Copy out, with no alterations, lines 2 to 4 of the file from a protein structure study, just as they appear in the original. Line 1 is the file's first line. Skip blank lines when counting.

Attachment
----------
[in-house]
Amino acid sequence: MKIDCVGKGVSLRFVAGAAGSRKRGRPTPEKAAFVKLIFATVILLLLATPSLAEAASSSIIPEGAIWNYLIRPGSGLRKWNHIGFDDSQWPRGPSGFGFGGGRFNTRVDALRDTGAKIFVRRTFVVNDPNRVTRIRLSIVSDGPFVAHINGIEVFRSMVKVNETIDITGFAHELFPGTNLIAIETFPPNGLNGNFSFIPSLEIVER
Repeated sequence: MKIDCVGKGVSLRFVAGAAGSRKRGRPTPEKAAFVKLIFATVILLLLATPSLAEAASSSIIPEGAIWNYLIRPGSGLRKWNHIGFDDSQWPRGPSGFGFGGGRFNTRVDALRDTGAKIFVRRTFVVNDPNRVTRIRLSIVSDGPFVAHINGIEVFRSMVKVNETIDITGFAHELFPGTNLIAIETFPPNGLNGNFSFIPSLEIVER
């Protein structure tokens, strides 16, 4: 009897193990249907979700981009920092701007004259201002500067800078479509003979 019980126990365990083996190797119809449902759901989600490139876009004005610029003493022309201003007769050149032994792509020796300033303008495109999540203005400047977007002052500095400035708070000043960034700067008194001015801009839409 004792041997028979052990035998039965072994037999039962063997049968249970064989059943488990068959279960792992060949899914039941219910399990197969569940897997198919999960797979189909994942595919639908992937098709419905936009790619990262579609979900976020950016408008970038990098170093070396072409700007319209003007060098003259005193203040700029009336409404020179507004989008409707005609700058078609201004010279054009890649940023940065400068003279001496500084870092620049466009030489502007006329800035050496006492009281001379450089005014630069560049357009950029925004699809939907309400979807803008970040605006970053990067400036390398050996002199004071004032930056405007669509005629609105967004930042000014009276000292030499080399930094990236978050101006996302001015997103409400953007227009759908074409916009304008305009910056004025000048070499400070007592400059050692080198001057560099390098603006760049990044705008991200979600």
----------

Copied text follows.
Amino acid sequence: MKIDCVGKGVSLRFVAGAAGSRKRGRPTPEKAAFVKLIFATVILLLLATPSLAEAASSSIIPEGAIWNYLIRPGSGLRKWNHIGFDDSQWPRGPSGFGFGGGRFNTRVDALRDTGAKIFVRRTFVVNDPNRVTRIRLSIVSDGPFVAHINGIEVFRSMVKVNETIDITGFAHELFPGTNLIAIETFPPNGLNGNFSFIPSLEIVER
Repeated sequence: MKIDCVGKGVSLRFVAGAAGSRKRGRPTPEKAAFVKLIFATVILLLLATPSLAEAASSSIIPEGAIWNYLIRPGSGLRKWNHIGFDDSQWPRGPSGFGFGGGRFNTRVDALRDTGAKIFVRRTFVVNDPNRVTRIRLSIVSDGPFVAHINGIEVFRSMVKVNETIDITGFAHELFPGTNLIAIETFPPNGLNGNFSFIPSLEIVER
């Protein structure tokens, strides 16, 4: 009897193990249907979700981009920092701007004259201002500067800078479509003979 019980126990365990083996190797119809449902759901989600490139876009004005610029003493022309201003007769050149032994792509020796300033303008495109999540203005400047977007002052500095400035708070000043960034700067008194001015801009839409 004792041997028979052990035998039965072994037999039962063997049968249970064989059943488990068959279960792992060949899914039941219910399990197969569940897997198919999960797979189909994942595919639908992937098709419905936009790619990262579609979900976020950016408008970038990098170093070396072409700007319209003007060098003259005193203040700029009336409404020179507004989008409707005609700058078609201004010279054009890649940023940065400068003279001496500084870092620049466009030489502007006329800035050496006492009281001379450089005014630069560049357009950029925004699809939907309400979807803008970040605006970053990067400036390398050996002199004071004032930056405007669509005629609105967004930042000014009276000292030499080399930094990236978050101006996302001015997103409400953007227009759908074409916009304008305009910056004025000048070499400070007592400059050692080198001057560099390098603006760049990044705008991200979600």